When a cone is dropped from a certain height, a force known as air resistance is acting on it to try and slow down its rate of descent. When an object is first dropped the only force acting on it is its own weight pulling it down. Because no force is acting against it, it accelerates. As it accelerates air resistance begins to act upon it but the forces are still unbalanced so the cone still accelerates. As the two forces, weight and air resistance, balance the object reaches terminal velocity and is at a constant speed and not accelerating. This is what will happen to the cone as it is dropped in this experiment.
Factors that could I could change
To affect the terminal velocity of my falling cone I could change many factors:
* The weight of the cone- adding pieces of plastercine
* Air resistance- reducing the surface area of the cone
* Speed-start the timer as soon as we drop it
We have chosen to change the Air resistance on the cone by reducing the surface are. We will do this by making 1cm in diameter holes in the cone by using a hole punch.
The variables that I will have in my experiment are:
* Measuring- time
* Changing- Air resistance (surface area of cone) that I will be changing with a hole punch.
I will keep constant:
* Height – dropping from ceiling, 3 metres
– measuring from 2 metres
* Same place in room
* Same day- same conditions
* Same person dropping the cone
* The holes are the same size
* The same cone
I predict that as more holes get added into the cone the quicker it will fall. This is because adding holes reduces the surface area of the cone which reduces the air resistance. Therefore the cone will accelerate for longer before it reaches terminal velocity, therefore reaching higher speed at terminal velocity, which will mean it goes faster.
* Metre ruler- to measure one meter from the ceiling
* Stop clock- to measure the time taken for the cone to reach the floor
* Hole punch- to make the holes in the cone
* Paper- to make the cone
* Glue- to glue the cone together
In our experiment we will drop cones from the ceiling which is 3 metres high, we will let it accelerate for 1 metre then time how long it takes for it to fall the remaining two metres. We will drop the cone three times then record the average. The first time we drop it, it will have no holes in but we will add one extra hole after we have taken the average of the times of the last 3 drops and see what difference it will make. The holes will be 1cm in diameter and will be made with a hole punch, and the cone will be 20.5 cm in diameter and will be made out of paper.
No. of holes
My results support the prediction that as the number of holes increased the speed of the cone would also increase, due to reduced air resistance. This is because as every hole was added the air resistance became lower, therefore it took longer to balance out the two forces acting on the cone. The force of weight acting down on the cone was greater than the air resistance acting upwards, therefore the cone accelerated. As the air resistance the cone accelerated for a longer period of time, as it took longer to balance out the uneven forces. Therefore as the number of holes increased, the cone accelerated for longer before reaching terminal velocity. For example, a cone without one hole would accelerate for a shorter period of time before reaching terminal velocity than a cone with 7 holes. The cone with 7 holes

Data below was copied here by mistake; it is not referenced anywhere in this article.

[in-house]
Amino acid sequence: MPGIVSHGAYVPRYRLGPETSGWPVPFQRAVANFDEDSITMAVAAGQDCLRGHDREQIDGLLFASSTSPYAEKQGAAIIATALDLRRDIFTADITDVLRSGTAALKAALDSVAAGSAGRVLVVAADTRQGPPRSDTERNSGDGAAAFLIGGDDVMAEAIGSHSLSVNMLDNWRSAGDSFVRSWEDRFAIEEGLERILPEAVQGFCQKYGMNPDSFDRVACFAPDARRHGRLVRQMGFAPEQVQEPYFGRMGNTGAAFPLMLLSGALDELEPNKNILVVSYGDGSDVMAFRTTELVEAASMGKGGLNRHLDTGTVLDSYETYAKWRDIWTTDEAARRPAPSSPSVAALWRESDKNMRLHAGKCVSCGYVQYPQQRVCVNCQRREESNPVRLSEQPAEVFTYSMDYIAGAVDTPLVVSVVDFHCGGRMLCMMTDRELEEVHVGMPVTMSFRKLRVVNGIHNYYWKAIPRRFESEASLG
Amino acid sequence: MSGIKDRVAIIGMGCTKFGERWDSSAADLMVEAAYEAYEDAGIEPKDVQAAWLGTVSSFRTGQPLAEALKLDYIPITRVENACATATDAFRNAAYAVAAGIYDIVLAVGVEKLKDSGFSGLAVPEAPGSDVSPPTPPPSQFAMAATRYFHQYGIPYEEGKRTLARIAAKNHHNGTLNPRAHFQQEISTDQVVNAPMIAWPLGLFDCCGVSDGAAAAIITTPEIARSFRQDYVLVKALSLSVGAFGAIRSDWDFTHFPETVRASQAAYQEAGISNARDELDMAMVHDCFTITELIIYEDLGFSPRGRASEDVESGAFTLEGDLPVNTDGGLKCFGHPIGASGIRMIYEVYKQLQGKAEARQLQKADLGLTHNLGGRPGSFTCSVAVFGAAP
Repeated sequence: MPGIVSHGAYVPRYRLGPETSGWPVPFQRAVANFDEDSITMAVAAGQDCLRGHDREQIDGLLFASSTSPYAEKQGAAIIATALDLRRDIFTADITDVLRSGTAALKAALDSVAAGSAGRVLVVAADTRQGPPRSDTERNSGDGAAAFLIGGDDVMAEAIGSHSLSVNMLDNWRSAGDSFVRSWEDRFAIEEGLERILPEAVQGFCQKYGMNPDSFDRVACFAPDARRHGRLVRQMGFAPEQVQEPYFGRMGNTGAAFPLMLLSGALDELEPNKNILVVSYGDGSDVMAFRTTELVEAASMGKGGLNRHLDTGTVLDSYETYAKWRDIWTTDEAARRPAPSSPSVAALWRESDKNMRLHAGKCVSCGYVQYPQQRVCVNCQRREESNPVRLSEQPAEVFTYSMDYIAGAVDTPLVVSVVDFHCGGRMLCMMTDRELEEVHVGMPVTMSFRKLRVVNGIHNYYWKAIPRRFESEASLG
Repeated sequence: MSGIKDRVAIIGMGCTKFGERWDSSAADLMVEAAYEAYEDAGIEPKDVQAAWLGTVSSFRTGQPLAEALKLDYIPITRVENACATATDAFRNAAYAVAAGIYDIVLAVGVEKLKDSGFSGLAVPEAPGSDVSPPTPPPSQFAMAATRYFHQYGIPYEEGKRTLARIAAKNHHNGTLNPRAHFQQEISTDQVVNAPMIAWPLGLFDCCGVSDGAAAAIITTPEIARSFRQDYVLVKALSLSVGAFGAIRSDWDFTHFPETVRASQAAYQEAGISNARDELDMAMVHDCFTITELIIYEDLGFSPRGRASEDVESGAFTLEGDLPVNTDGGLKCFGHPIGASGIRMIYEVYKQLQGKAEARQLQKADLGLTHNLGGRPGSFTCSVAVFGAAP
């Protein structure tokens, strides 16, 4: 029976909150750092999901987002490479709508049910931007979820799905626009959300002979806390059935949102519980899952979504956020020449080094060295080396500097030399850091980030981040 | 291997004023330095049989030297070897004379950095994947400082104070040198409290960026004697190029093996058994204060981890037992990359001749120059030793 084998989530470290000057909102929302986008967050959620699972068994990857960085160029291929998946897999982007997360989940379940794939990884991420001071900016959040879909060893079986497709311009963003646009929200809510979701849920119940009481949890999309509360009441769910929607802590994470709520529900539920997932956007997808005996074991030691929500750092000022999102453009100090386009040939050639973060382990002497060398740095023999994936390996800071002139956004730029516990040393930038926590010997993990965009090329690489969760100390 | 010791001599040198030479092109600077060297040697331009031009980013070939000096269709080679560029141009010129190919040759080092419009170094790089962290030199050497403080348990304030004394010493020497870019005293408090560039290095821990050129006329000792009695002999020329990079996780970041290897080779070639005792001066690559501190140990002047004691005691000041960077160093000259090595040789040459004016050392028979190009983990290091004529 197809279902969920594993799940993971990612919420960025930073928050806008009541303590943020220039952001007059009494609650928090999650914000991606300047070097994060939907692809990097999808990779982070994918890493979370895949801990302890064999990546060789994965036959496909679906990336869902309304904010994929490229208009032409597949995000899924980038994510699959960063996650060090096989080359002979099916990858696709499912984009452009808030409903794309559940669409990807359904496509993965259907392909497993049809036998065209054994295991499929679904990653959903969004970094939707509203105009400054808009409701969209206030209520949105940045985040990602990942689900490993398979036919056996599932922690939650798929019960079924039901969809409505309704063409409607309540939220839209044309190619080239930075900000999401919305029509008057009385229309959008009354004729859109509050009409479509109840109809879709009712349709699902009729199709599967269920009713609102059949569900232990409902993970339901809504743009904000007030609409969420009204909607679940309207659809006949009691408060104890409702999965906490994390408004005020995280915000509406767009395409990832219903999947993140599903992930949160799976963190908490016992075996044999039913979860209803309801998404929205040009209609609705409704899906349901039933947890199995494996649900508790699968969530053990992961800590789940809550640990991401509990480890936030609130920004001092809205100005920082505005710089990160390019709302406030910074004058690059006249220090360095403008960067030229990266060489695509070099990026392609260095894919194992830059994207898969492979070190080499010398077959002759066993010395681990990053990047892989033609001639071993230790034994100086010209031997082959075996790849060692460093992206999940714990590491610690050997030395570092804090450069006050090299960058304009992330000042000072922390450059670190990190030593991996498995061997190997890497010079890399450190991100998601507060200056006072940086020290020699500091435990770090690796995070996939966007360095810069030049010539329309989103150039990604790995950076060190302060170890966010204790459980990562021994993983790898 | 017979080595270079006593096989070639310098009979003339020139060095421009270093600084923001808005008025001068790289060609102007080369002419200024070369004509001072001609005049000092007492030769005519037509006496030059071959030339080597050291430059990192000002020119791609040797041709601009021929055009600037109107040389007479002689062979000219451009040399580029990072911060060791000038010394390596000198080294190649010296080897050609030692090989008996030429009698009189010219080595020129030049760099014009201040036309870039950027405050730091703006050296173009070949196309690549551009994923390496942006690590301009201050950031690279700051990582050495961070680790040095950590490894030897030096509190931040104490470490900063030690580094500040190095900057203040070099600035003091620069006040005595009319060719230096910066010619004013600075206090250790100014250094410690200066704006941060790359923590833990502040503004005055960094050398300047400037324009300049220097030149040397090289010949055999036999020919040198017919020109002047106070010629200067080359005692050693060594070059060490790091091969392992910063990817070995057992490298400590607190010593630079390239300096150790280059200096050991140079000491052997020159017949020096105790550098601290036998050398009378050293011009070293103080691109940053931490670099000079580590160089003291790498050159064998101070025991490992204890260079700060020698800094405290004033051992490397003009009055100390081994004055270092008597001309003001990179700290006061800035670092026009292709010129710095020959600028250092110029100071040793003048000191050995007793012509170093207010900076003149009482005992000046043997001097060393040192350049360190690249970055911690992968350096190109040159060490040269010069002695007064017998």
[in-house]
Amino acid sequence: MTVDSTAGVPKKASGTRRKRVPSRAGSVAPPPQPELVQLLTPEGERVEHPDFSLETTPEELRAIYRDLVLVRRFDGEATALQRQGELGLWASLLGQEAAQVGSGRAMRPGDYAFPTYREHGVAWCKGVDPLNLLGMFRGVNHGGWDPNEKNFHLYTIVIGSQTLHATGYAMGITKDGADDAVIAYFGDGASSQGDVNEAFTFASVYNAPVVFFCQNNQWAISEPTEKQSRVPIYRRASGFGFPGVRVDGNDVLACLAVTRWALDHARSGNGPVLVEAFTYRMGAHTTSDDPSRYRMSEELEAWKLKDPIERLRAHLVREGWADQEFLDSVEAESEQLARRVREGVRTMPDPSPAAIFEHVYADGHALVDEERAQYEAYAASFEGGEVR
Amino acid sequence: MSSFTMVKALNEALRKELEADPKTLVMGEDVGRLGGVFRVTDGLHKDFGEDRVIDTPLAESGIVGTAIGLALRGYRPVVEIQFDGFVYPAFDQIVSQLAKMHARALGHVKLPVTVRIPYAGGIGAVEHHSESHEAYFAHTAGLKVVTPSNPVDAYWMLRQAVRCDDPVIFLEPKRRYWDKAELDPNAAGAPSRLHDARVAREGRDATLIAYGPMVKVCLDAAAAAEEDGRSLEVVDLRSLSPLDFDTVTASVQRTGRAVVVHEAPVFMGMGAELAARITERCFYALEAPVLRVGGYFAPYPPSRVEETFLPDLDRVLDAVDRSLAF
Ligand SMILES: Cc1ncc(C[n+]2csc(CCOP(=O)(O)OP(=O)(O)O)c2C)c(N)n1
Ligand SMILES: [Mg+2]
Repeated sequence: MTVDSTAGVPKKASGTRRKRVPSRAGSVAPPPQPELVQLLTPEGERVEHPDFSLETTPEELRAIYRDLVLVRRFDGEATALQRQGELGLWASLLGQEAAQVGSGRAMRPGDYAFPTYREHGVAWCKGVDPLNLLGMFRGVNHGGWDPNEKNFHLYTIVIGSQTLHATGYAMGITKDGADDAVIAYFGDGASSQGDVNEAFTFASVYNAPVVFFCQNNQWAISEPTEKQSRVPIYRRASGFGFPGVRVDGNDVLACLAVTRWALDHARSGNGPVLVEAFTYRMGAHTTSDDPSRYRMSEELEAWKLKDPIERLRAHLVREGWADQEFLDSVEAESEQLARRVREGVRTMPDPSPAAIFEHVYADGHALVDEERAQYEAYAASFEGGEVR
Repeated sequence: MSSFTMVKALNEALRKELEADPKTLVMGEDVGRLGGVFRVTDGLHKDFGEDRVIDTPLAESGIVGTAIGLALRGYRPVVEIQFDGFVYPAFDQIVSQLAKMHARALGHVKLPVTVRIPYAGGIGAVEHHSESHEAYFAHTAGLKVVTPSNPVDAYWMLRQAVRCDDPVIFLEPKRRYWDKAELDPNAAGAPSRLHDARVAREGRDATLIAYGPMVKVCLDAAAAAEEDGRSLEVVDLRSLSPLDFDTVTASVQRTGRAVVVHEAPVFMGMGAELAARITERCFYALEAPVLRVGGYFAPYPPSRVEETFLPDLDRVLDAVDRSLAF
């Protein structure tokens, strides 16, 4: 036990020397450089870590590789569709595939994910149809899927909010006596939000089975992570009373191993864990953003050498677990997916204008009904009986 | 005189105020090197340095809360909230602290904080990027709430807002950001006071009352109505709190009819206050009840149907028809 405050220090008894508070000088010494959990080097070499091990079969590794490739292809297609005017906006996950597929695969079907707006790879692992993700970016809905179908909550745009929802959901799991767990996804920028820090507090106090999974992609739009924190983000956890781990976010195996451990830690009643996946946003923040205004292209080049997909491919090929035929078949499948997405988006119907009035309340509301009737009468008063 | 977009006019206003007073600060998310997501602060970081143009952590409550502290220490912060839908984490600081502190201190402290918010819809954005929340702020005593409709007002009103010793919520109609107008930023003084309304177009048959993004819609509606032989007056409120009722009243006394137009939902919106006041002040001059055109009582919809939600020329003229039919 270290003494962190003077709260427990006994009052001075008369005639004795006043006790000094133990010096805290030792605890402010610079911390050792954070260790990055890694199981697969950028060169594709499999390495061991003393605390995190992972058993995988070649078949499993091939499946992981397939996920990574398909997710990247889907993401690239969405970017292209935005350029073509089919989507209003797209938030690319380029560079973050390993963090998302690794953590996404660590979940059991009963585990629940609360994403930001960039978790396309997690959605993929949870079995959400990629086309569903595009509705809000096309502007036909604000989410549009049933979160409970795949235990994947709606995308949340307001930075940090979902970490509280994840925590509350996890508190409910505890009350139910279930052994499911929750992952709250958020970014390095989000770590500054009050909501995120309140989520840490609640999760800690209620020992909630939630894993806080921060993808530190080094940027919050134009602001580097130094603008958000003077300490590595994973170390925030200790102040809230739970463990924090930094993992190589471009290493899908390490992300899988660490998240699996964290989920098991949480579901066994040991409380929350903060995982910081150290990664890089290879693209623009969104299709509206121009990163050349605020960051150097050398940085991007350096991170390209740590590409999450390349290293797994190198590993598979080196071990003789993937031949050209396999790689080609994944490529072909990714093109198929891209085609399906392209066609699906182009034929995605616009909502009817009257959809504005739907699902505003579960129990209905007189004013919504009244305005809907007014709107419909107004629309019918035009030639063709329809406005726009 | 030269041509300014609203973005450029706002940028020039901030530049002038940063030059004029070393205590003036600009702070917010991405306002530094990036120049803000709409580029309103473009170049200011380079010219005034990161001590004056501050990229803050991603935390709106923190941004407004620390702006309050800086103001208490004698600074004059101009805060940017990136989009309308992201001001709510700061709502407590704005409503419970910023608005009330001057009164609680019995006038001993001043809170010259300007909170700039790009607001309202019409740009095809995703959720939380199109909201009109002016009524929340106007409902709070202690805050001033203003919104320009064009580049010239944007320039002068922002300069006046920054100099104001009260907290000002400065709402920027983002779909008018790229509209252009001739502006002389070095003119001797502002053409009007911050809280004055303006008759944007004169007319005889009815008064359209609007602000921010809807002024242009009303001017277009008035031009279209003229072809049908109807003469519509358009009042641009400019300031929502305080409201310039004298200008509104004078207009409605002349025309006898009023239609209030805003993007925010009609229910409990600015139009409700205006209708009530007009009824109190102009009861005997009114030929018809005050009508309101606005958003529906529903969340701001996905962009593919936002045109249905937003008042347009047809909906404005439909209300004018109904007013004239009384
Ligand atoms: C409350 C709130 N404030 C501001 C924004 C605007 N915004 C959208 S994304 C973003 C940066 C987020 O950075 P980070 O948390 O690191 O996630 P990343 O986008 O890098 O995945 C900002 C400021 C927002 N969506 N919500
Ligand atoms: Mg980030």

would accelerate for longer and then reach a faster constant speed, which would also increase the overall speed at which it fell.
There are many positive procedures during this experiment, dropping the cone 3 meters and measuring it 2 metres allowed the cone to reach terminal velocity.
When adding holes to the cone the same hole punch was used ensuring that all the holes were the same size.
One person dropped the cone and another person timed it, these stayed the same therefore reducing the variables. Each drop was then repeated three times and an average was taken, this increased reliability. However when the holes were punched they were unevenly spread out which affected the way the cone fell. If I did it again I would spread the holes out evenly.
The results from my experiment are reliable and sufficient. I know this as there is just the one odd result, this occurred when the cone had 7 holes in it. This could have been for two reasons, there could have been a door or a window opened somewhere in the room or the person timing could have lost concentration. Despite this my results were sufficient enough to support my prediction. There is also constant pattern in that as the number of holes increased so did the speed that it fell which meant a strong positive correlation on my graph.